Anime: Tokyo Godfathers

Wednesday, December 16, 2015


This week I watched Satoshi Kon's Tokyo Godfathers and I guess I'll dump my little thought on it before I forget everything about it again.
First of all, it's definitely one of the best anime movies out there but that doesn't mean a lot.

Tokyo Godfathers is a movie about three homeless people who kind of lived together for the past few months. A runaway girl, who just started that glamorous lifestyle, a drunk good for nothing father, and a transvestite. Near Christmas, they found an abandoned baby and the decide to find it's parents. The premise sounds very much like a Christmas holiday movie but it's not that bad. The movie is very humorous and lighthearted, the three characters are pretty likable and the movie tells a bit about their past life and how they ended up in on the streets of Tokyo. The interesting part is that it doesn't go too far with any trope and even shows some of the hardships of being homeless. Illness, the cold, food, money for travel.
The movie is based around coincidences, which is the furthest the Christmas theme goes by at least one character calling them Christmas miracles (however somewhat ironically).

Something... "endearing" about the movie is that it's a Japanese movie about the homeless people on Japan which is actually something Japan kind of turns a blind eye on. Brief mentioning of the fact that Aids is a problem, violence against homeless people and all that is shown but not shoved into you face, rather just casually shown, empathizing that this is the norm you might face in that situation. Art and animation are very well done, with some slapstick animation here and there. Voice acting is also great, and while the drag queen seems extreme, it's just one of the types of these people you can encounter so it doesn't feel like a overblown stereotype.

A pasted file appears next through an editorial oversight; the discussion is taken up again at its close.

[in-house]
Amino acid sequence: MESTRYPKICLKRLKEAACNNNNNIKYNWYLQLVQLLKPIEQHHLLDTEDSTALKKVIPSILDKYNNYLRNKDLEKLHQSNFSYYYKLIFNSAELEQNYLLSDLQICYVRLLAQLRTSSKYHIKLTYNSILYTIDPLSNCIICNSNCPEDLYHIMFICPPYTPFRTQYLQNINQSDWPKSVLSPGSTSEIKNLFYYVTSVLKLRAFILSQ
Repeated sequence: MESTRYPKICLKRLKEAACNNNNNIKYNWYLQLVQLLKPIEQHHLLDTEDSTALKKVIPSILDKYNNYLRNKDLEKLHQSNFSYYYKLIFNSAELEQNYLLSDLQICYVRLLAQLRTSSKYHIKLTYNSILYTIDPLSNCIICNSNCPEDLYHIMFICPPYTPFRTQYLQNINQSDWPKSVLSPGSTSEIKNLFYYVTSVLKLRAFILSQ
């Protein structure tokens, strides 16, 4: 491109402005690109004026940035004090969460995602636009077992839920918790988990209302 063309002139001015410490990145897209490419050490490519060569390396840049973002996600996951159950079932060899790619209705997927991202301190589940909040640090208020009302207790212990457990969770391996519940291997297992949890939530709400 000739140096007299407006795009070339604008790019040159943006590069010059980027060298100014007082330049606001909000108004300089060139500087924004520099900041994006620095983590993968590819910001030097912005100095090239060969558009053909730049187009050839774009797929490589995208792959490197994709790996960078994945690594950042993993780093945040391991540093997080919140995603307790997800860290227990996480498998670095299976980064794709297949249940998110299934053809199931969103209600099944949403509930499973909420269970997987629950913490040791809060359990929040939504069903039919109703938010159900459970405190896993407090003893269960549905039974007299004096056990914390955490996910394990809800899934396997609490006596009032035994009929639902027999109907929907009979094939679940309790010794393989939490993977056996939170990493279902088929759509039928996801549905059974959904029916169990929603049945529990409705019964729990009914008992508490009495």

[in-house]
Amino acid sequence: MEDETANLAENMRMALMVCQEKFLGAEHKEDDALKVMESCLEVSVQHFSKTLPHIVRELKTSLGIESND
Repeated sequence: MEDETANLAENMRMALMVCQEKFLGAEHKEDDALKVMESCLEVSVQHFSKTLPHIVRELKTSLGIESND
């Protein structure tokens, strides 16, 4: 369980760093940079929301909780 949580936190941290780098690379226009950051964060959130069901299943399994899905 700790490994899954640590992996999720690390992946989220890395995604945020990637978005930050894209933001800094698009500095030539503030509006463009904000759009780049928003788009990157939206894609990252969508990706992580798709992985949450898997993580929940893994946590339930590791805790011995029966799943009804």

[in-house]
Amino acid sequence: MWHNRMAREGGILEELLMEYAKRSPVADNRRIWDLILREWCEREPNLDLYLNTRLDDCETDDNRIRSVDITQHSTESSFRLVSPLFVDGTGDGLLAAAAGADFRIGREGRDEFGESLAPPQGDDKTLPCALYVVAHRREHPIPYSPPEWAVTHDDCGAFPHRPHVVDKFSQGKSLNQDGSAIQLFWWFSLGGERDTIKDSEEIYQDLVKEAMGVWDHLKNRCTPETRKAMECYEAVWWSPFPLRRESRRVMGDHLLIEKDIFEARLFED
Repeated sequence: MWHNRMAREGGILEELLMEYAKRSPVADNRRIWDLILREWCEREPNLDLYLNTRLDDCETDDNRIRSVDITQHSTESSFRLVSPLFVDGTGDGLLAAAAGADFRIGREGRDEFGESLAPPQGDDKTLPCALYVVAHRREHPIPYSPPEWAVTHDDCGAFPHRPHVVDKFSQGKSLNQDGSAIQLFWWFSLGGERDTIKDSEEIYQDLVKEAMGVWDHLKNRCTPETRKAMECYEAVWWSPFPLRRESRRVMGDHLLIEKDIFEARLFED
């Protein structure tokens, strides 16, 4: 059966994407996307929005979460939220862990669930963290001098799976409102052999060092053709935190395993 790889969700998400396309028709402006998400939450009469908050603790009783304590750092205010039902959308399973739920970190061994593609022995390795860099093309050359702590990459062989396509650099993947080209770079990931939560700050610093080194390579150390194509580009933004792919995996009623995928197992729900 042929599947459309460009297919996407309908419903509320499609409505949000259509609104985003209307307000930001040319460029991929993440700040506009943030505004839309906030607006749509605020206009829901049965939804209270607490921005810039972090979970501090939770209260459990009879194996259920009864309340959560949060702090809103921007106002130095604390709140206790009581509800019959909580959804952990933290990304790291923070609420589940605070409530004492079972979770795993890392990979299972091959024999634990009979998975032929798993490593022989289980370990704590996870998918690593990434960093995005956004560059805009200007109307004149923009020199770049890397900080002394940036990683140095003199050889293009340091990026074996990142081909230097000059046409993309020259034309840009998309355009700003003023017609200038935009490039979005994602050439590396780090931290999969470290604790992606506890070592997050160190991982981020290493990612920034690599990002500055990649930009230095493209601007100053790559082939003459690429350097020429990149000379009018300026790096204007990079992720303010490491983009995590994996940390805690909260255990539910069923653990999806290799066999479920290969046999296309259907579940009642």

There wasn't really a moment of boredom during me watching Tokyo Godfather, and while I wasn't really emotionally invested in the scenario, I did hope those 4 rascals would finde some good in their life towards the end. Thanks to its humor and the little journey through the cold streets of  Christmas Tokyo, I found this a pretty enjoyable watch.
If anything I'd have to say that it's definitively a movie you don't get of sick of if they'd keep showing it on Christmas.

Satoshi Kon has incorporated some themes of dreams, reality and fantasy and whatnot in his other movies, which I prefer. But I don't find this movie lacking in creativity when is subjects uses a theme totally ignored in the industry but doesn't even overdo it. The directing is of course something you won't see in many anime shows and movies and it's probably even better than most life action movies I've seen considering the unnatural form of presenting each scene of story with a hand stroke.


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